The Liberal Democrats have reported that there were almost 8,000 assaults on prison staff in the year leading up to June 2023, averaging nearly one assault per hour. They argue that this alarming statistic highlights the repercussions of overcrowded prisons and insufficient staffing levels. Official data reveals 7,908 assaults in prisons across England and Wales during the 12-month period, representing a 6% increase from the previous year, with 748 classified as serious incidents.
The party’s analysis indicates a nearly twofold rise in recorded assaults per 1,000 prisoners, escalating from 49 incidents in the year ending June 2023 to 96 in the most recent figures. The statistics also reveal substantial spikes in violence at specific prisons over the same period. For instance, HMP Wakefield, a high-security facility, saw a significant increase from seven assaults on staff in 2015 to 61 in the first half of 2023. HMP New Hall, a prison for women and young offenders, recorded nine assaults in 2015 and 42 in the first half of 2023. Similarly, HMP Bedford, a category B prison, experienced a rise from 22 to 82 assaults.
The overall prison population has been steadily increasing and currently stands at about 88,000, with projections suggesting it could exceed 100,000 in the coming years. This rise is attributed in part to longer sentences and a notable increase in the number of individuals on remand due to court system delays. By mid-2023, one in five prisoners were on remand, compared to one in nine in 2019.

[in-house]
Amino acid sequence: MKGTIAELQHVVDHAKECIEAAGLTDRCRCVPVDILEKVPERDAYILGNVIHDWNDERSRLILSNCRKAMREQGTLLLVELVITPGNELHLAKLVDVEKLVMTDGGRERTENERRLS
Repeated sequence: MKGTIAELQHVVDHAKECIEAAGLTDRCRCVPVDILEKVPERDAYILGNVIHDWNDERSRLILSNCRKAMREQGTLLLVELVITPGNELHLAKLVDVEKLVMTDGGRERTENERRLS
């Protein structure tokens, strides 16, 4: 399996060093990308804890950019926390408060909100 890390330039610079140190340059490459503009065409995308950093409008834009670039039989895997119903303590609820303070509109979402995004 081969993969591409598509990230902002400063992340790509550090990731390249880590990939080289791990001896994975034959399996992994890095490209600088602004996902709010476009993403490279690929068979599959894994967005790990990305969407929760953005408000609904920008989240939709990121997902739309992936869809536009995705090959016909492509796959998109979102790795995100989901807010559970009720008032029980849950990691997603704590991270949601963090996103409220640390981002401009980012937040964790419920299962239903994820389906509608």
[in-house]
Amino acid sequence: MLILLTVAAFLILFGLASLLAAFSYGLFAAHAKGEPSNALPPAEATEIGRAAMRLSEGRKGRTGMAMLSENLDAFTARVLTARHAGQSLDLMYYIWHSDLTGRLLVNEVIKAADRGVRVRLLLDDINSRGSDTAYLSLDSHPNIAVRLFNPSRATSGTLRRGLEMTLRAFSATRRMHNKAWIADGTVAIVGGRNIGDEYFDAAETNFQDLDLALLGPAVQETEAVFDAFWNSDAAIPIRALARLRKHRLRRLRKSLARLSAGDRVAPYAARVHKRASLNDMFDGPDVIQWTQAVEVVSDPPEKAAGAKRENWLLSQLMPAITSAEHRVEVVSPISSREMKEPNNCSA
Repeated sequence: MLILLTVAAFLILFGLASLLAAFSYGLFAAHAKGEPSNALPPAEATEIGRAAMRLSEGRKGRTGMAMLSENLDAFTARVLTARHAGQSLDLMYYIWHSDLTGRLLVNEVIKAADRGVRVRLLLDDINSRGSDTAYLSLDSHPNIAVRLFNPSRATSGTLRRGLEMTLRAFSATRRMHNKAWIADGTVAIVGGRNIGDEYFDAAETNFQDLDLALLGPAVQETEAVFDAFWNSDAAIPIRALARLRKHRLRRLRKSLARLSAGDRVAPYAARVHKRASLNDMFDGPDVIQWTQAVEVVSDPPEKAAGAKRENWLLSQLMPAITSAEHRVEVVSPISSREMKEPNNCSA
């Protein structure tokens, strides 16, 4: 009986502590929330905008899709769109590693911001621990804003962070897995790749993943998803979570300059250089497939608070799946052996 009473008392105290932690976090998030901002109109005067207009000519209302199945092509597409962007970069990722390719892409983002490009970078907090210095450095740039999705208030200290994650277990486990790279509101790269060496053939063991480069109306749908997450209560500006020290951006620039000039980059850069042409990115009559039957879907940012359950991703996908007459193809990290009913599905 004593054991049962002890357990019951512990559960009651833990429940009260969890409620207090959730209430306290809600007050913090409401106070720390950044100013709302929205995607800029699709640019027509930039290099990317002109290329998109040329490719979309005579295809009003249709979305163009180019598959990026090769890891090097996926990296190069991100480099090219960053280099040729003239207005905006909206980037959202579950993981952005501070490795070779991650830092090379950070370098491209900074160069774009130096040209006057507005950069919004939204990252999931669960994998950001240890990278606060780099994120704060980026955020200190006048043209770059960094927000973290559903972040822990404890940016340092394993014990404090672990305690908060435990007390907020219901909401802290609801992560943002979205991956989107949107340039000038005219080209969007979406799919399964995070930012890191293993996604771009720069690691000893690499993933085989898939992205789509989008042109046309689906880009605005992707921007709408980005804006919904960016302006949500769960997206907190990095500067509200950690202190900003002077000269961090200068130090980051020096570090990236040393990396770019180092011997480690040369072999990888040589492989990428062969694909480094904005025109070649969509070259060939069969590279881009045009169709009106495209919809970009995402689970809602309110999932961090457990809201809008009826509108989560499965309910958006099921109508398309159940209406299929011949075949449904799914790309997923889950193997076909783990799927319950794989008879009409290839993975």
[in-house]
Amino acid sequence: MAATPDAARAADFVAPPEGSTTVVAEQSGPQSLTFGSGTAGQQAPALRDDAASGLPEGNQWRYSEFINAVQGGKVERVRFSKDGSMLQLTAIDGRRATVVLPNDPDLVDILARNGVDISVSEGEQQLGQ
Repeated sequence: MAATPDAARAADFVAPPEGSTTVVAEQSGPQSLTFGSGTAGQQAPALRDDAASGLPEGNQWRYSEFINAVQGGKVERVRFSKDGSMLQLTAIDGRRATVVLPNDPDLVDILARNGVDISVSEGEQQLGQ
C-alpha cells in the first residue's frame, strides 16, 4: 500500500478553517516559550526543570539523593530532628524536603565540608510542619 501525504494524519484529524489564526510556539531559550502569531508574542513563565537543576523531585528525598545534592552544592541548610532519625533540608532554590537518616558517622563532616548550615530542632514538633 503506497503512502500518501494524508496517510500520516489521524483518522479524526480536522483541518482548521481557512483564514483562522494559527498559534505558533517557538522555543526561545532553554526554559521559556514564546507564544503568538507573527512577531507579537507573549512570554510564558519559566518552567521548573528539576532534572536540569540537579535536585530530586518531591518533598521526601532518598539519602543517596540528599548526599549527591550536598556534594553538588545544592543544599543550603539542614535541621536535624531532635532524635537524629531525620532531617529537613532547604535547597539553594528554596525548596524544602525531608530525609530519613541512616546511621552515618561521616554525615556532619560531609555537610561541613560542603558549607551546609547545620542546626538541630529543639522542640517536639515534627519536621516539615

The shortage of prison staff is also a significant issue. A notable incident at HMP Wandsworth in September revealed that, on the day a prisoner escaped, 80 prison officers had not reported for duty, leaving only 60% of posts filled. Earlier this year, a German court refused to extradite a man accused of drug trafficking to the UK, citing concerns about prison conditions.
Alistair Carmichael, the Lib Dems’ spokesperson for home affairs, expressed concern over the unsafe and overcrowded conditions in prisons, emphasizing the need for the justice secretary to address the crisis. In response, a Ministry of Justice spokesperson stated that actions taken to enhance safety, such as increasing frontline staff and investing £100 million in security, have led to a nearly one-fifth reduction in assaults on staff compared to pre-pandemic levels. The spokesperson also highlighted the doubling of the maximum penalty for assaulting prison officers to two years behind bars.